Animals

Henry Moore’s Sheep

Candy Bedworth 11 March 2022 min Read

Henry Spencer Moore was an English artist. Although his primary role was as a sculptor, there are lots of examples of his sketches. His forms are usually abstract human figures, often depicting mother-and-child or reclining figures, but some of the drawings depict animals, for example, sheep. 

Henry Moore, Two Forms, 1934, Museum of Modern Art, New York, NY, USA.

Henry Moore often sketched ideas for his sculptures in pencil, charcoal, color washes, and even ballpoint pen. But have you ever taken a close look at his sketches of sheep? Like the sculptures, these drawings of ewes and lambs look closely at form and texture. And like the sculpture, they seem to form part of the very landscape they inhabit.

Henry Moore's Sheep
Henry Moore, Sheep Piece, 1971-1972, Henry Moore Foundation, Hertfordshire, UK.

Moore lived in Much Hadham, a small village in East Hertfordshire, and worked in a studio overlooking a sheep field. It was whilst working in this small room that Henry Moore first became aware of the sheep grazing outside. He began to draw them, exploring the way they moved and the shape of their bodies under the fleece. He drew a ewe and lamb – a large form sheltering a small one – which is an important theme in his larger sculpture work.

Henry Moore, Shorn Sheep with Lamb, 1974, Tate, London, UK.

The sketches are often made with a ballpoint pen, with swirling lines and zigzags. You can see thick and thin scratching lines and shading. And of course, with a ballpoint pen, no amendments or changes can be made.

Apparently, in order to capture the sheep’s faces in very intricate detail, Moore would make a small, sharp noise to grab the sheep’s attention so that they would turn to look at him.

Henry Moore's Sheep
Henry Moore, Sheep Resting, 1974, Tate, London, UK.

I live deep within a sheep farming country. The year is punctuated by the ancient ways of working the land. In September, farmers are checking the condition of their ewe, ready for them to join the rams and begin the mating game in October. This is traditionally known as “tupping”. Sturdy Welsh breeds like ours will over-winter in the fields around our home, and by April those cute, bouncy lambkins will start to appear.

Henry Moore, Sheep in Snow Scene, 1974, Tate, London, UK.

The time Moore spent watching sheep from his window gave him an insight into the nature and temperament of the sheep. He saw the changes in them over the year. He drew them fluffy and fleecy and later drew them just after shearing time when he could see the fluid shapes of their bodies.

Henry Moore's Sheep
Henry Moore, The Show Sheep, 1974, Tate, London, UK.

The English writer Roger Deakin understood Moore’s fascination with sheep. He said:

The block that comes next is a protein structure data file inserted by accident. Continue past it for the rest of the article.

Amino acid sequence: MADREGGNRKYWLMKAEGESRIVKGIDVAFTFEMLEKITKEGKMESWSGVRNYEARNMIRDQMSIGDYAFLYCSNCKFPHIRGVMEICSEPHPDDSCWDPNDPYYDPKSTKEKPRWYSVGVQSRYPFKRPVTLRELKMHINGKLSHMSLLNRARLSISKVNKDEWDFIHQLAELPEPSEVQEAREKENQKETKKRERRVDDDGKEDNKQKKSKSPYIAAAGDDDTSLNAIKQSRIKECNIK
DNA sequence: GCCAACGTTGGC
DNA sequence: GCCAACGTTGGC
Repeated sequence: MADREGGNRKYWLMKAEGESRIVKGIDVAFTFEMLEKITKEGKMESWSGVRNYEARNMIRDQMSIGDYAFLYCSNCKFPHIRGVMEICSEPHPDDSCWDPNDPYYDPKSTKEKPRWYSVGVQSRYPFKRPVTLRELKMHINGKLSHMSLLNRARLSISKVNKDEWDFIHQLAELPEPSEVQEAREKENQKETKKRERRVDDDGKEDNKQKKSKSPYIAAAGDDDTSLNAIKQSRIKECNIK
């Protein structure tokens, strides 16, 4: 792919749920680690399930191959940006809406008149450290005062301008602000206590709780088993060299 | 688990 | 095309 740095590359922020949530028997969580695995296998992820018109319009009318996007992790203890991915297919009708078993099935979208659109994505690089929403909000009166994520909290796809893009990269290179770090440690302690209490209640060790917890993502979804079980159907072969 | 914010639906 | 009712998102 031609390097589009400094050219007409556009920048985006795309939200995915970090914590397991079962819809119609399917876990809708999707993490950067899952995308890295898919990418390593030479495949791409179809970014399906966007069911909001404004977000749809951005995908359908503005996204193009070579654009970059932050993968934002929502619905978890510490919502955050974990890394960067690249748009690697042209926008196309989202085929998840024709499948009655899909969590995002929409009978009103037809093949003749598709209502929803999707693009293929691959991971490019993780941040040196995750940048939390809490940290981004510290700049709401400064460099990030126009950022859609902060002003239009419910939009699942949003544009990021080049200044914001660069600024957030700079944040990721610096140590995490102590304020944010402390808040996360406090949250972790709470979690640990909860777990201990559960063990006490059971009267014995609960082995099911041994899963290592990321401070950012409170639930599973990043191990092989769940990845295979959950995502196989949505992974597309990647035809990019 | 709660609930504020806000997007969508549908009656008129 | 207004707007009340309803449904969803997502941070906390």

I watched a ewe standing between two big rocks the shape of goat’s cheeses. They were just far enough apart to allow the animal in, and I began to understand the relationship Henry Moore perceived between sheep and stones. He saw sheep as animate stones, the makers of their own landscape.

Roger Deakin, quoted in Robert Macfarlane, “Force of nature“, The Guardian, 16 Sep 2006.

Henry Moore, Sheep Album Cover, 1974, Tate, London, UK.

In 1972 Moore presented a large number of these sketches to his daughter Mary in a Sheep Sketchbook. These have since been published and distributed to a worldwide audience. Henry Moore died in 1986 but his work is timeless. Whether you are interested in sculpture, sketching, or sheep, these are well worth a look!

Recommended

Animals

Secrets of Pets in Art

There’s nothing better than going to a museum and spotting a cute pet hidden in a painting. I mean, after all, one of art’s functions is...

Marta Wiktoria Bryll 7 October 2022

Animals

Sporting Artist: Alfred Munnings

Alfred Munnings was the leading sporting artist during the first half of the 20th century. His paintings encompass a range of sporting themes: horses...

Lauren Kraut 25 August 2022

chinese new year tiger, Kishi Chikudo, Detail from Tiger, Tigress and Cubs, 1892 Animals

Year of the Tiger: Chinese New Year 2022

The year of the tiger is upon us! Tigers are frequently depicted in Chinese art, but they have fascinated so many artists from across the world.

Candy Bedworth 1 February 2022

Birds in art cover Hiroshige Animals

Owls, Peacocks and Sparrows: Birds in Art

The idea of birds in art probably brings to mind John James Audubon, the 19th-century ornithologist who wrote and illustrated the landmark series The...

Alexandra Kiely 8 February 2022